Parts of Colorado Are Trying to Secede. What Other States Have Tried?

West Virginia did it back in 1861, so why can't some parts of Colorado secede from the rest of the state in 2013? Well, no reason. On Election Day Tuesday, voters from 11 counties in Colorado will vote on proposals to secede. Even though it's highly unlikely that the plan for the 51st state of "North Colorado" will ever come to fruition, the movement has gained traction in both Colorado and other parts of the U.S. recently.

The proposed "North Colorado" areas, which are actually situated mostly in the eastern half of the state, are just so over the rest of the state's drama, it seems. They want to chill out on their ranches and farms on the prairie, shop at the corner general store, and raise their children on traditional conservative values. Leave all the hippy-dippy stuff — like legal pot, gay marriage, gun control and green energy — to the folks in Denver or Aspen, they say.

“People think this is a radical idea,” Jeffrey Hare, a leader of the 51st State Initiative, which supports secession, told the New York Times. “It’s really not. What we’re attempting to do is restore liberty.”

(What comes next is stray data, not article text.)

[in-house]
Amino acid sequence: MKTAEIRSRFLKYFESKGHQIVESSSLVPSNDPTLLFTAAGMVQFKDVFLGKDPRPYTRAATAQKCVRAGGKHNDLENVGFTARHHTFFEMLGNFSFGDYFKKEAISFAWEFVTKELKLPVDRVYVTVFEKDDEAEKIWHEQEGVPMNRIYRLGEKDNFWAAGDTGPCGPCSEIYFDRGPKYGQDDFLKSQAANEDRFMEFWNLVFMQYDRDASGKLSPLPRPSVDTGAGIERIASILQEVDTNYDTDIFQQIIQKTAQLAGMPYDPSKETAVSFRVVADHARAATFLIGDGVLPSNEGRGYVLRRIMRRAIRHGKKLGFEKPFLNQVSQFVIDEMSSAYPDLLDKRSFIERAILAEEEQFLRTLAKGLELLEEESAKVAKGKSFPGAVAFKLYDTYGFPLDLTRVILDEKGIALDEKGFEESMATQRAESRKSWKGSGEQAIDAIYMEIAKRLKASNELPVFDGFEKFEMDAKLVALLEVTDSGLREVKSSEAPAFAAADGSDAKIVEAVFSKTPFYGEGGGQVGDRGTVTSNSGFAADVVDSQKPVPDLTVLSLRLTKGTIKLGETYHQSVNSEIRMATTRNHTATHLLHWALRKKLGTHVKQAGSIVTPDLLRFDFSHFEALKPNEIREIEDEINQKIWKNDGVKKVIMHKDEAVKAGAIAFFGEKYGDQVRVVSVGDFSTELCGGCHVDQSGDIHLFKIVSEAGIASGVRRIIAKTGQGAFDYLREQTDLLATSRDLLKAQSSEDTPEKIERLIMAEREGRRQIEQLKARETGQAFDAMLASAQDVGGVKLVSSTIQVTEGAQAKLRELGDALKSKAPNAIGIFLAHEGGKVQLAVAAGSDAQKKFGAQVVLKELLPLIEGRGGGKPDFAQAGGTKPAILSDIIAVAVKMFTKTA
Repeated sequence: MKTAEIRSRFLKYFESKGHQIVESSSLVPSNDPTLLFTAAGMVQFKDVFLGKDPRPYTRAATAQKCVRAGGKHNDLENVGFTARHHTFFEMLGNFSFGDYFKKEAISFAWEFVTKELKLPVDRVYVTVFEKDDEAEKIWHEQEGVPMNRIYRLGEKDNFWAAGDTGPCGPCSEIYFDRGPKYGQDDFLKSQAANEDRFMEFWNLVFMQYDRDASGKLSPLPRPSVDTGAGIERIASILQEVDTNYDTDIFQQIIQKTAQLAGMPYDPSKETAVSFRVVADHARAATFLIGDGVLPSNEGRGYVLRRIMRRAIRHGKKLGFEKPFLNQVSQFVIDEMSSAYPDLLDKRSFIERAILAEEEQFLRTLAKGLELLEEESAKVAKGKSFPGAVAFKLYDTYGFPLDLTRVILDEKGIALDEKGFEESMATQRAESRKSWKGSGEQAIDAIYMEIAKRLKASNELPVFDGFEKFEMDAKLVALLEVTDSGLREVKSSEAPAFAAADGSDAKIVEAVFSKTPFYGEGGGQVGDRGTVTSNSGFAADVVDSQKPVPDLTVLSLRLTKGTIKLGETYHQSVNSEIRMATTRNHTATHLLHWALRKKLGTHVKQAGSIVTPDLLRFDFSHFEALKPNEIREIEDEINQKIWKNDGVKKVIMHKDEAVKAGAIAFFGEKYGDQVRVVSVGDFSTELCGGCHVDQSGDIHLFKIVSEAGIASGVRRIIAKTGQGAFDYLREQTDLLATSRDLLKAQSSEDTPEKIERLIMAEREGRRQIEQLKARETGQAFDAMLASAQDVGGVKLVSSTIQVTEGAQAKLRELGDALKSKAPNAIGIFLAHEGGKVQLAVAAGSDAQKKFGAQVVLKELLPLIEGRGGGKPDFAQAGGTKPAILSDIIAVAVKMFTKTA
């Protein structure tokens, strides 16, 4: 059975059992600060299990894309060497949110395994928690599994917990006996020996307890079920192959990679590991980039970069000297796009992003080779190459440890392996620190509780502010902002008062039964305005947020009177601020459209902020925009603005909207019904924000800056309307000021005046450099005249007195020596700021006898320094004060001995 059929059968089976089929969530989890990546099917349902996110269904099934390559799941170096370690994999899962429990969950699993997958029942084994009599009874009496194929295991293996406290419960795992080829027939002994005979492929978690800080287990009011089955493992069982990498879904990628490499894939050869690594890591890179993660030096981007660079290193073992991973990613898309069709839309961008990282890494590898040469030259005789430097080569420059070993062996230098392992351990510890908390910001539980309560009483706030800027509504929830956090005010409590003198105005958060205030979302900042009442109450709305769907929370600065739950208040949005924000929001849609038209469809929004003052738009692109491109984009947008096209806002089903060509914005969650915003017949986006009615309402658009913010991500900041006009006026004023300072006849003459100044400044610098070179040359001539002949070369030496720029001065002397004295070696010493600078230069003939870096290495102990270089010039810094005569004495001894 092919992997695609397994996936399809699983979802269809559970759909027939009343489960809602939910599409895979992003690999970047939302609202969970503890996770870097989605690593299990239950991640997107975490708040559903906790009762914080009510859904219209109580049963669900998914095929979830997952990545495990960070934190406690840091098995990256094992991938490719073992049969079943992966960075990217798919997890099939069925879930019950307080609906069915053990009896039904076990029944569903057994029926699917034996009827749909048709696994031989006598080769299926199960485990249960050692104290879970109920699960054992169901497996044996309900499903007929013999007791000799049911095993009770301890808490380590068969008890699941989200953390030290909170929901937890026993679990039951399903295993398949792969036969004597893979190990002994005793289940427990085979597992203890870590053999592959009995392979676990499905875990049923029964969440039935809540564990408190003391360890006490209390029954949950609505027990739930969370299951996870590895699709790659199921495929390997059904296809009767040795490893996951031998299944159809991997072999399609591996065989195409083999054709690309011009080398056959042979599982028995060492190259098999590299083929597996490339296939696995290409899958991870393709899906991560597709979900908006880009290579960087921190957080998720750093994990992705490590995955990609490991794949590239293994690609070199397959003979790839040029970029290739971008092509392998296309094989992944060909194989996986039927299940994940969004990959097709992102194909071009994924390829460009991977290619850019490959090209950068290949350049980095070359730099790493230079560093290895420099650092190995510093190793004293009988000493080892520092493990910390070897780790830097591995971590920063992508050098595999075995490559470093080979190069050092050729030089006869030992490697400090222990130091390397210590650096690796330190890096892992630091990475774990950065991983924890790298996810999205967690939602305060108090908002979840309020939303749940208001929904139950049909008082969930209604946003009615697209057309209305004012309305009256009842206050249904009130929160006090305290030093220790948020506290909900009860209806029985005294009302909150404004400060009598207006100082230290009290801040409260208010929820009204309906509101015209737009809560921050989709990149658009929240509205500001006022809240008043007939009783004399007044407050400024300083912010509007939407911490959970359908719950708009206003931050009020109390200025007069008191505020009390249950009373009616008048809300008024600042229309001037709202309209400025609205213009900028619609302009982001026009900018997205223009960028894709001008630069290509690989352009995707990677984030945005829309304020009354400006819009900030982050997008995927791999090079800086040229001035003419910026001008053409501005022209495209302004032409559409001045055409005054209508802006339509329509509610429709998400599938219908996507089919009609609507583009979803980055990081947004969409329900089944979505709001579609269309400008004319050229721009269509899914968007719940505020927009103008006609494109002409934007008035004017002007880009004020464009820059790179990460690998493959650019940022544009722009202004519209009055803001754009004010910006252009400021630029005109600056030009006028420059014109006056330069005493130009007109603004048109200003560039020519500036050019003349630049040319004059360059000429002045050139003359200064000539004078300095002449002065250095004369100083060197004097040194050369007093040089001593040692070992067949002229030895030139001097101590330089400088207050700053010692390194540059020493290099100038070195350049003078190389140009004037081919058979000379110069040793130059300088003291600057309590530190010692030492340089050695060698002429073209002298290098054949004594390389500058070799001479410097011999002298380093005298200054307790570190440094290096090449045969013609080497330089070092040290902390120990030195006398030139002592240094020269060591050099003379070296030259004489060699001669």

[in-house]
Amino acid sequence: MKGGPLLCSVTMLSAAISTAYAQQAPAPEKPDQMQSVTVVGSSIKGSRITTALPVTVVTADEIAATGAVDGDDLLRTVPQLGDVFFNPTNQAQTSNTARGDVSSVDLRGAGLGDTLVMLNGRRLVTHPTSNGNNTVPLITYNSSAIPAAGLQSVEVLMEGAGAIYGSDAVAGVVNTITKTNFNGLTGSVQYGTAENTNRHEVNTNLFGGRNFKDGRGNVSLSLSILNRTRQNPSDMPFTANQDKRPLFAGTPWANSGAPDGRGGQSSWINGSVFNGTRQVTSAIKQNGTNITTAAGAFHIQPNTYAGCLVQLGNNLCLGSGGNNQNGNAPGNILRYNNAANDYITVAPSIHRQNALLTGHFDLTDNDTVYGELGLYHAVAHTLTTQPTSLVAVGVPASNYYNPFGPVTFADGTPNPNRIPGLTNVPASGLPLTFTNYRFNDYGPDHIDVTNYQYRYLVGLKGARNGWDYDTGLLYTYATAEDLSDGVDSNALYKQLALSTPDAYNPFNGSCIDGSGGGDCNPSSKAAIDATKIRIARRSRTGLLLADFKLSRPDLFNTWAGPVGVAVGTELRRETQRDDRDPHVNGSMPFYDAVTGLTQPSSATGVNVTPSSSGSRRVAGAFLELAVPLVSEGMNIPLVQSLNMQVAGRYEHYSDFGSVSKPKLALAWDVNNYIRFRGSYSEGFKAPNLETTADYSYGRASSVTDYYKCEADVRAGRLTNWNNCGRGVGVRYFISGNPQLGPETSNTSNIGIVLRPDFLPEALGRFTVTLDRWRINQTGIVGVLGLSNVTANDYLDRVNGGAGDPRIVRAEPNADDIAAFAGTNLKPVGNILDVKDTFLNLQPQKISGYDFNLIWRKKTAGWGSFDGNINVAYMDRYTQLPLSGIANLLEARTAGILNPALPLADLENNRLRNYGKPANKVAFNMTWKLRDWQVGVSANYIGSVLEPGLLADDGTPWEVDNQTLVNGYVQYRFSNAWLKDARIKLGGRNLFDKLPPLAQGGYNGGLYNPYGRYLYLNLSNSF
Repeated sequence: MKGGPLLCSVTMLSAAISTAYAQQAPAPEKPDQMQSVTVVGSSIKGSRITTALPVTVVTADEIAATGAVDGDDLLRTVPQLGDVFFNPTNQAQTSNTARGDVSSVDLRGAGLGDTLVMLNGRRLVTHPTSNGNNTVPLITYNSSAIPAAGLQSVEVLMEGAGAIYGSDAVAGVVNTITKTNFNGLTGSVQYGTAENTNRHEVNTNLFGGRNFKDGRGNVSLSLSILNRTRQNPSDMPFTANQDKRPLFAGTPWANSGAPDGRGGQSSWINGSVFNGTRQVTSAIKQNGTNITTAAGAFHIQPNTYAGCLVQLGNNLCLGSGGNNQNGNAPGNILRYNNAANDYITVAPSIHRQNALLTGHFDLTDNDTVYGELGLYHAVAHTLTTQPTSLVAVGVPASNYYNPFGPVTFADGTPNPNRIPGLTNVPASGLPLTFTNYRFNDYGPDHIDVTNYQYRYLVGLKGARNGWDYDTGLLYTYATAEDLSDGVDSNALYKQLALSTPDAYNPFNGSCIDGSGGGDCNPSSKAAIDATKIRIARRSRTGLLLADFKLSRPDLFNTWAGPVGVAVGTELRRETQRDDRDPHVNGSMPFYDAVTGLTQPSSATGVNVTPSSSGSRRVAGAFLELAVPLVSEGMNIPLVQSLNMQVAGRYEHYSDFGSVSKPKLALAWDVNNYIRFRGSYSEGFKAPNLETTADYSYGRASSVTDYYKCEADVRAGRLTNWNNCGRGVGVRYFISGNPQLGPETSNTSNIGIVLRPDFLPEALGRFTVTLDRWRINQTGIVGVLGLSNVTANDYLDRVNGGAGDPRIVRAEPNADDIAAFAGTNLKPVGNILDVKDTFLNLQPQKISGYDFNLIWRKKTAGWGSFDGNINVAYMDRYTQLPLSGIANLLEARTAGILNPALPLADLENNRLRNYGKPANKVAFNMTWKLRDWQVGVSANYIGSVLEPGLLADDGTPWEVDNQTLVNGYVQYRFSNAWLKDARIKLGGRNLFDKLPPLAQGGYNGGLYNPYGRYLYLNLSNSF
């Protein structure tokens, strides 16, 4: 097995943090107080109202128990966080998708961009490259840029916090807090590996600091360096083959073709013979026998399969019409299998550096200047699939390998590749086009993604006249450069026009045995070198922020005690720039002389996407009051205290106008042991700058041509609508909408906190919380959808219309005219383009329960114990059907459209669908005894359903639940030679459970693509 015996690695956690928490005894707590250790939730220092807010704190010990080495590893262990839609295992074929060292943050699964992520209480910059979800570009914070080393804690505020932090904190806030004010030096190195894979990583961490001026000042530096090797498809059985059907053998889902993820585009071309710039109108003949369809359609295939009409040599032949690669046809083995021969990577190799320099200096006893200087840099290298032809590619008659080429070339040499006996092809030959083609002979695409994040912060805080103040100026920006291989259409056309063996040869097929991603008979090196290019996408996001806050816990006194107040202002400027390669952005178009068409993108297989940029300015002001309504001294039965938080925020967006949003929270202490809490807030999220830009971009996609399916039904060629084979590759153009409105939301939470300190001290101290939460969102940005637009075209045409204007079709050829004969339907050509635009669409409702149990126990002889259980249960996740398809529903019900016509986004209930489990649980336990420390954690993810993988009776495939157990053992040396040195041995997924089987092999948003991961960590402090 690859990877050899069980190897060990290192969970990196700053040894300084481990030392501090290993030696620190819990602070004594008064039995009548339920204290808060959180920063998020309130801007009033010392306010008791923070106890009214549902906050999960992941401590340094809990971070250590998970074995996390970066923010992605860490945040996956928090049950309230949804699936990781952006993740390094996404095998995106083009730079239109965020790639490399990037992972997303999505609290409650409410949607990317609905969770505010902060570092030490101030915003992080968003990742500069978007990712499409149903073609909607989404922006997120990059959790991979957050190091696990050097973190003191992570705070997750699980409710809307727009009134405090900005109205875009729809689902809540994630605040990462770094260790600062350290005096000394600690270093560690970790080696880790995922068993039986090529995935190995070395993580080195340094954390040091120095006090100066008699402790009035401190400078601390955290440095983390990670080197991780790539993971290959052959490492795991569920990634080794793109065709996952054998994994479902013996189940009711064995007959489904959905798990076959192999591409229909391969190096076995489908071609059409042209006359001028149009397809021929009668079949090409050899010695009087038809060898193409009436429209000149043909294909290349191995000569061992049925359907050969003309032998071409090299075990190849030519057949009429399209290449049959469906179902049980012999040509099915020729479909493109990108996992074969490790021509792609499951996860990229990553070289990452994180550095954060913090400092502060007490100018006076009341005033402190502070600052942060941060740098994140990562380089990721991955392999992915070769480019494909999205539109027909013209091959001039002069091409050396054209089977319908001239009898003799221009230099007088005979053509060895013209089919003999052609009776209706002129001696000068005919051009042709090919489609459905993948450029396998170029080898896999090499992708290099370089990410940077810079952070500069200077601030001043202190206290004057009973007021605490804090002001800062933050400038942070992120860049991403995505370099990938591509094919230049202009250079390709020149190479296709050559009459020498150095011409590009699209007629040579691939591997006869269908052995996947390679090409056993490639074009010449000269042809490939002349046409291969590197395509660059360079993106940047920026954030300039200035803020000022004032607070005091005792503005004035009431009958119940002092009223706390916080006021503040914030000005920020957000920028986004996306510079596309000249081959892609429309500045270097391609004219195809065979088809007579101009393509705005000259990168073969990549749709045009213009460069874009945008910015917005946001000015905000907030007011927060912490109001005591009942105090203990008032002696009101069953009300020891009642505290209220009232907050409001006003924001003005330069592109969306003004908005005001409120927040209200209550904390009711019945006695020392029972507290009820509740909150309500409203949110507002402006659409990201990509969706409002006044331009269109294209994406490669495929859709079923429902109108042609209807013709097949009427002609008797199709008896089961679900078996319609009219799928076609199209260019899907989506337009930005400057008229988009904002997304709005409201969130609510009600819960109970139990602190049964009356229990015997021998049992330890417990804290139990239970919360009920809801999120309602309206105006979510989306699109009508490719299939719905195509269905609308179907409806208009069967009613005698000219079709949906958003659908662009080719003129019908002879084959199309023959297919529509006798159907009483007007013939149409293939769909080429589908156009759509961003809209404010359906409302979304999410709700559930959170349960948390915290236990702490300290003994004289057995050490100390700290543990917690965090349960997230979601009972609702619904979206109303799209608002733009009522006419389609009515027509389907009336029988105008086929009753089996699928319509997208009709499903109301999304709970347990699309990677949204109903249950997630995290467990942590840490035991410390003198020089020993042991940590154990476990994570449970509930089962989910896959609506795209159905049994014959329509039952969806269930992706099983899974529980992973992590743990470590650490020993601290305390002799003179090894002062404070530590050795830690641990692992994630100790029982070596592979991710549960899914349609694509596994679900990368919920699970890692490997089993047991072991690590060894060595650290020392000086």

Proponents of the plan say it's necessary to give residents in these counties a stronger voice in government, while critics say it's downright absurd.

"It’s supposed to be United States, not split-up states,” says George Kemp, who runs a well-water business in Cheyenne Well, Colo.

As we've seen recently, the United States is less than united along political and economic lines — even when it comes to our personalities. And although some states have long cried for succession from the greater United States (ahem — I'm lookin' at you, Texas), other specific secessionist movements have sprouted up around the country, fracturing the already tenuous ties within states themselves.

In Northern California, the Siskiyou County Board of Supervisors voted in early September for a declaration of secession from the rest of the state, citing a lack of support in government. It's not legally binding, of course, because that would require approval from the state legislature and Congress. Supporters encourage other counties in northern California and southern Oregon to band together to form the state of Jefferson, which they've been calling for since about 1941.

A group in Maryland advocated for secession from the state in early September as well. Dubbed the “Western Maryland Initiative,” secessionist leader Scott Strzelczyk says he wants an “amicable divorce” for five counties from the eastern side of the state, where population-heavy Baltimore and Annapolis are situated. He says the residents in Western Maryland are ignored by the state's government.

“The only two things we can count on from Annapolis are: They will assault our rights and our wallets," Strzelczyk says.

Other secessionists have called for separation to form states such as the Second Vermont Republic, Superior (Michigan's northern peninsula), East Washington, South Florida, and Staten Island.

You never know, right? There may come a time when a few extra stars need to be tacked onto the American flag.

Image: Flickr via Dougtone